British Bats Hardcover – 3 Mar 2003
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‘John Altringham has the remarkable ability to explain the complex in a simple and easily understood style’
From the Back Cover
Bats are arguably the most successful and diverse mammals ever to evolve. In Britain, one in three of our native land mammals is a bat. Their ecology and behaviour is fascinating. Few mammals live closer to humans; in fact many species roost unnoticed in our homes, and some are now almost entirely dependent on man-made structures for their survival. Bats are the only mammals capable of powered flight. They are also one of just two groups which have a sophisticated echolocation system (the other being the dolphins and their relatives).
In this book, John Altringham discusses all the different aspects of the natural history of bats, from their origins and evolution to their behaviour, feeding habits and reproduction. He also discusses the threats to the survival of bats, and how we are working to conserve them. Finally, he gives an account of how to watch and study bats in the wild.See all Product description
Top customer reviews
The book covers how bats fly, why they take the form they do in relation to their food and habitat choices and how they locate their prey. The differences in behaviour are reviewed in relation to roosting choices and the effect this has on where you are likely to find a bat - or conversely help with identifying what type of bat you have just seen from the habitat type and geographic location. The book concludes with a chapter on what can be done by amateur naturalists to increase the amount of information we have on bat natural history - though if you are going to undertake the studies that Altringham suggests you'll have to understand statistics or get a basic introduction to them from something like Practical Statistics for Field Biology.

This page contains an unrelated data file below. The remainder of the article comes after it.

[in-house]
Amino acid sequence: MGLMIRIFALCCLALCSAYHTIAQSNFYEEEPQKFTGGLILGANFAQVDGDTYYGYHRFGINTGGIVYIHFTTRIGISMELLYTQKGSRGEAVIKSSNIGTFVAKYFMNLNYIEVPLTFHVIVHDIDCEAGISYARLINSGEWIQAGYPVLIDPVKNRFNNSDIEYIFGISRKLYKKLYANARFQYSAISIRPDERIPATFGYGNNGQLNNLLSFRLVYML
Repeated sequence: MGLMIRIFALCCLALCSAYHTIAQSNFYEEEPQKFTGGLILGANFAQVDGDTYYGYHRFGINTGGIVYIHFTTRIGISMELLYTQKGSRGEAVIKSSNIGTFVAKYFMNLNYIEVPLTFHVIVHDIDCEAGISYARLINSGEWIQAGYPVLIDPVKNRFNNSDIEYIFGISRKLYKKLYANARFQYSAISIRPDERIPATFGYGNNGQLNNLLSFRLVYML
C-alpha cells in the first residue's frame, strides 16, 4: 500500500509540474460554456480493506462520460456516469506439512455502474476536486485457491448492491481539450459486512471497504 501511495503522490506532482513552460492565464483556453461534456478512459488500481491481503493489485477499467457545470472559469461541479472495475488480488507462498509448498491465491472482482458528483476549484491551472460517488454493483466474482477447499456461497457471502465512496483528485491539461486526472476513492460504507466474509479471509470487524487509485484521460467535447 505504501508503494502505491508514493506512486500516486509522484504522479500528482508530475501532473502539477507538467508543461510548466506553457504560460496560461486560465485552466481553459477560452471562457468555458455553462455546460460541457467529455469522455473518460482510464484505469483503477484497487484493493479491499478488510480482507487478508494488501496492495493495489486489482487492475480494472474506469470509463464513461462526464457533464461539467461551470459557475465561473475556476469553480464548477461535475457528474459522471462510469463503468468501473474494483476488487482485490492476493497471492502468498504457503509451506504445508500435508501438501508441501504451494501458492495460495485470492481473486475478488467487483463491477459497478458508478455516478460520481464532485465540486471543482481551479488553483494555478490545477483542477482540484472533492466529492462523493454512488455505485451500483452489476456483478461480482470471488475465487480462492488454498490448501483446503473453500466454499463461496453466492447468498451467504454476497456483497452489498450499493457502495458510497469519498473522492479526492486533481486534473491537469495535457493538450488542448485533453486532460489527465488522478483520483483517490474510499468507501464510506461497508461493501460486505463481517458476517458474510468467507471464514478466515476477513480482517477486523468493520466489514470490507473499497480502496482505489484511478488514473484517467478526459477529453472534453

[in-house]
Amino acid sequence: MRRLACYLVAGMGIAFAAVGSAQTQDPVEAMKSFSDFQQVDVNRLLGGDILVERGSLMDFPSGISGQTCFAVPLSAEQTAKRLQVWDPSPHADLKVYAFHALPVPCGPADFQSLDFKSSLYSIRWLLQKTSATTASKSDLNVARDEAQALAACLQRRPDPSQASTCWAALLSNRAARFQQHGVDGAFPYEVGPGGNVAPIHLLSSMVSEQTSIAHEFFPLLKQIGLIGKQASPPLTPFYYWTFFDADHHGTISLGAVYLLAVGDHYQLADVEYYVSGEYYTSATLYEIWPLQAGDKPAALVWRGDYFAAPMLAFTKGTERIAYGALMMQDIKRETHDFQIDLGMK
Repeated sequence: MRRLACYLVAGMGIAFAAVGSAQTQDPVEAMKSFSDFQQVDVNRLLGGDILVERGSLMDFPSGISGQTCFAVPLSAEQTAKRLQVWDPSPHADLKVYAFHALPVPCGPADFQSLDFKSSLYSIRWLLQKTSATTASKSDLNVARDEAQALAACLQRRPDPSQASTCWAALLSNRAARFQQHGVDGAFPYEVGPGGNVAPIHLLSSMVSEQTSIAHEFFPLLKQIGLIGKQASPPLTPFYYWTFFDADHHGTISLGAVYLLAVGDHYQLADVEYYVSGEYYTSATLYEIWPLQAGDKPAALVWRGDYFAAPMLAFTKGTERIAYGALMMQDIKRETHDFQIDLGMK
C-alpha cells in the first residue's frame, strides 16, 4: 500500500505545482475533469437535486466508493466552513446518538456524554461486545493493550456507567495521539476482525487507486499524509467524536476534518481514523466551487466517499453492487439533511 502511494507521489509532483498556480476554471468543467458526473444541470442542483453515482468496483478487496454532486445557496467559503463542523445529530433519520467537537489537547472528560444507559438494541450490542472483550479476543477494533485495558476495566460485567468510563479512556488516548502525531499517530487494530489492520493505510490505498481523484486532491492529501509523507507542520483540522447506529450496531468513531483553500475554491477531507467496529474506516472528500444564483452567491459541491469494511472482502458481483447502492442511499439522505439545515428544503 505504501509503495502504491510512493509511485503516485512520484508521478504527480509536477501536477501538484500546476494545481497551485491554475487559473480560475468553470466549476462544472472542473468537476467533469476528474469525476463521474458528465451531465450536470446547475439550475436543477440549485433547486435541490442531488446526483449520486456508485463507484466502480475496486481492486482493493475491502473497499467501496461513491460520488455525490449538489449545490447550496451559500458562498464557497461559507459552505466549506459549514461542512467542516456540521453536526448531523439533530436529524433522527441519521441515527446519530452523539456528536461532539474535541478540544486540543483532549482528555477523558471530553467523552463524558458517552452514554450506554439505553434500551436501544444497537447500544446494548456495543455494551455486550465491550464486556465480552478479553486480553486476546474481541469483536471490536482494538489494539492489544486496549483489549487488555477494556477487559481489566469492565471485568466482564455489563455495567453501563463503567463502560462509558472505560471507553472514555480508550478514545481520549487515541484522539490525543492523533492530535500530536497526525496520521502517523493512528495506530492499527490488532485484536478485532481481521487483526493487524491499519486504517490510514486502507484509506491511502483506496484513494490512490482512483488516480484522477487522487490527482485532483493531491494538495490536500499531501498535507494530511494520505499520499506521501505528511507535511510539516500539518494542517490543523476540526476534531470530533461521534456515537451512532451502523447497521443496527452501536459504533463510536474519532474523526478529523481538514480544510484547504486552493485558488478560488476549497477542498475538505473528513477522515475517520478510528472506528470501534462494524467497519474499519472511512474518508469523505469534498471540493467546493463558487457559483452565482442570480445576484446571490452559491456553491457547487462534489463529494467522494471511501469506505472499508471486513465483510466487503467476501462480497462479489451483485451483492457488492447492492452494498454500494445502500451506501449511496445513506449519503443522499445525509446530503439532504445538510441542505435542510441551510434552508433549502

If you want a more detailed understanding of bat biology then Bats: Biology and Behaviour should be the next book to read after this.
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